Based on how often people ask me whether or not to do high reps or low reps to “get big,” I expect there’s some confusion on the matter. Should someone who wants to gain muscle perform sets with relatively light weights and high repetitions (i.e., “chase the pump”), or use heavier weights for fewer repetitions? For better or worse, dear reader, I won’t lie to you and tell you that Peter or I know the answer to that question, since the evidence doesn’t exist to support such a claim. There are many questions that research hasn’t yet answered about what we should do to best achieve our training-related goals, but some recent research provides insight into the vexing issue of how you should train for hypertrophy purposes.
This spring, Dr. Brad Schoenfeld published his dissertation study, “Effects of Different Volume-Equated Resistance Training Loading Strategies on Muscular Adaptations in Well-Trained Men.” The study compared an eight-week powerlifting-style program (7 sets of 3 reps) with a volume-equated bodybuilding-style programs (3 sets of 10 reps) on muscle thickness of the biceps brachii and 1RM in the bench and squat. Conventional wisdom might suggest that the bodybuilding-style program would have significantly greater increases in muscle mass and that the powerlifting-style program would yield significantly greater increases in maximum strength. The results were therefore somewhat surprising: by the end of the eight weeks, subjects in the two groups increased muscle mass to a similar amount and subjects in the powerlifting group had significantly higher 1RM’s in the bench press. Someone might therefore conclude that a powerlifting-style program is superior to a bodybuilding-style program, since there was no difference between the two groups in hypertrophy and the powerlifting group got significantly stronger. While that conclusion might have some validity, it overlooks important details in the study.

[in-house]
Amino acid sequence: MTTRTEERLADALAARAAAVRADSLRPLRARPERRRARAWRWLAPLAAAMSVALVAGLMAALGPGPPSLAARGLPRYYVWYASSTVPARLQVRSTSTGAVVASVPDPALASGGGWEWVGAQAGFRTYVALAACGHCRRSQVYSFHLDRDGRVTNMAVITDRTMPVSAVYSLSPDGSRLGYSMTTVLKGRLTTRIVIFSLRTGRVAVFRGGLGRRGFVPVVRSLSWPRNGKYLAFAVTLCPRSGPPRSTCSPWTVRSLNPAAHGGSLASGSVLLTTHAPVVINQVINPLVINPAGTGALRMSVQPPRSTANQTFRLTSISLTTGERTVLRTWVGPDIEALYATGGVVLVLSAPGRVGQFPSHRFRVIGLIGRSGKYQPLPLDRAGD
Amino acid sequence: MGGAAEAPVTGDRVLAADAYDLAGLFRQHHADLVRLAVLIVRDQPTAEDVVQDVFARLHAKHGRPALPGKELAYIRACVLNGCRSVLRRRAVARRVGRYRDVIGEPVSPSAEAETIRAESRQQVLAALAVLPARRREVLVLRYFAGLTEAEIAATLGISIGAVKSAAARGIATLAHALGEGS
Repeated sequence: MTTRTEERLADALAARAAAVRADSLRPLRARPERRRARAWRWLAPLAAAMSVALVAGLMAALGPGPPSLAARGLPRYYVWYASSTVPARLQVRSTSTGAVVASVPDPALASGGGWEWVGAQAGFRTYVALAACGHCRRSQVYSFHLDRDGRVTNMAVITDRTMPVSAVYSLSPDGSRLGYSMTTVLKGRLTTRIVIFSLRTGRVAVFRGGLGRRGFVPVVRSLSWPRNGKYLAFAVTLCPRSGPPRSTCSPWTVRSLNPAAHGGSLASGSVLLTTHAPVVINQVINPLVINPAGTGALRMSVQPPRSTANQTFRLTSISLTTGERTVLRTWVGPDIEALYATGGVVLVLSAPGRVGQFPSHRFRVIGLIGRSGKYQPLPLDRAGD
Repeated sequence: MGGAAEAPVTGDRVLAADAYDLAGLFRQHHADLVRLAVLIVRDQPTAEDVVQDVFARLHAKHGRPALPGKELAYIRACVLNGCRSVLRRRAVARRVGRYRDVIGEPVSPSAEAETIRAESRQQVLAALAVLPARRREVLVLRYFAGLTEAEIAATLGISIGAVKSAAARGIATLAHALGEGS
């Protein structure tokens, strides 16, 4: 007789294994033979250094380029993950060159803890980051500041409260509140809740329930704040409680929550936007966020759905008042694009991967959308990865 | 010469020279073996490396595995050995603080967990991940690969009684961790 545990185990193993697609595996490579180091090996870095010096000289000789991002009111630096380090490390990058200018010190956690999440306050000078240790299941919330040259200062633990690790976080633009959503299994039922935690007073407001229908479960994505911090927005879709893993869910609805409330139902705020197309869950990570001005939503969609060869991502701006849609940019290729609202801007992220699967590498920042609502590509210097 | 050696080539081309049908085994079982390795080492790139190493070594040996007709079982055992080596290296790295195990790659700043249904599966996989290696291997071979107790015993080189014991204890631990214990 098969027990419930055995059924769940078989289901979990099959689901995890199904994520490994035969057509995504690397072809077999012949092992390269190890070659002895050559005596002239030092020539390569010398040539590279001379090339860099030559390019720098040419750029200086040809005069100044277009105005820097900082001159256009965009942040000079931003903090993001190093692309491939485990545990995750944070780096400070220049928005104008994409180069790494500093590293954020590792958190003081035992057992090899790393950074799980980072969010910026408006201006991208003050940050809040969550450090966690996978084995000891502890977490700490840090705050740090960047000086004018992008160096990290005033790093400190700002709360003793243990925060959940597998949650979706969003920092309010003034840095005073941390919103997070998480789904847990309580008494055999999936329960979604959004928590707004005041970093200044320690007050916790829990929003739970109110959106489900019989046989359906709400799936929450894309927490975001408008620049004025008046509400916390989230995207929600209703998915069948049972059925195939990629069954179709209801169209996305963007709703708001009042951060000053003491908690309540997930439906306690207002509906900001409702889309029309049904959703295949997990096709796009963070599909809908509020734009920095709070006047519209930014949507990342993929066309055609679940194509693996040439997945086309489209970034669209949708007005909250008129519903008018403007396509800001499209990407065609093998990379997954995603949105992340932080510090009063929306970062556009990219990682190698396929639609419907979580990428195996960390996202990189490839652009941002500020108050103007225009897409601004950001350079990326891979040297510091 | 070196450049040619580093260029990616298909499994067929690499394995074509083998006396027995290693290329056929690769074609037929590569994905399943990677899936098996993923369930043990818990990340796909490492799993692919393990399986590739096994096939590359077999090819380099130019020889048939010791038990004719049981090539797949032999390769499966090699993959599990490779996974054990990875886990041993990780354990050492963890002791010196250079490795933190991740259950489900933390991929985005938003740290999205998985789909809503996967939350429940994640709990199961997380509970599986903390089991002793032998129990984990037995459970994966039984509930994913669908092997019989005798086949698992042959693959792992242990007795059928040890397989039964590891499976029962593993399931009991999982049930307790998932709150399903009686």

One detail that struck me as particularly important is that the powerlifting-style program took an average of 70 minutes to complete, whereas the bodybuilding-style program only took an average of 17 minutes. This discrepancy shows that the findings may not accurately reflect what someone might do in their own training. Taking it at face value, however, it seems that the bodybuilding-style program was more time efficient and therefore might be more feasible for people who want to train briefly. But if there hadn’t been strict set and rep constraints to equate volumes between groups, it’s possible that subjects in the bodybuilding-style program could’ve performed a few more sets, which might have yielded significantly greater increases in hypertrophy.
Another important difference to consider is that almost all of the subjects in the powerlifting-style group complained of general fatigue and painful joints. In fact, two of the subjects in the group dropped out of the study because of joint-related injury. Thus, it seems like that program wasn’t sustainable. On the other hand, subjects in the bodybuilding-style group remarked that they felt fine and that they could’ve performed more volume in their workouts.
One final thing of note is that the subjects in this study were well-trained. In the words of Dr. Schoenfeld himself: “All subjects had lifted weights at least 3 times per week for at least a year (and were defined as experienced) and the average training experience was 4.2±2.4 years with a range of 1.5 to 10 years of training.” This is a small but crucial detail of this study, since adaptations to a common stimulus can be markedly different in those who are “newbies” versus those who have considerable weight training experience. Unfortunately, a lot of research uses subjects who don’t fall under the “well-trained” category–usually due to logistical difficulties–which limits the applicability of the results, particularly for people who train regularly or coach athletes who train regularly. Since this study examined well-trained individuals, however, no such limitations exist.
In light of these differences, the powerlifting-style approach may have less merit, or at least not be as clearly “the favorite” in this ongoing argument. So what can we conclude from this study? There’s no clear winner and the tentative answer to the question posed at the beginning of the post is “do both.” The study showed that both performing high reps and low reps can yield significant increases in muscle mass, but that higher reps may be more time-efficient and less taxing. Unsurprisingly, using heavier weights is better for improving maximum strength, which means that you can use heavier weights while performing higher reps, which may in turn increase hypertrophy. Thus, performing both high reps and low reps may be best for hypertrophy, though future research may provide more insight.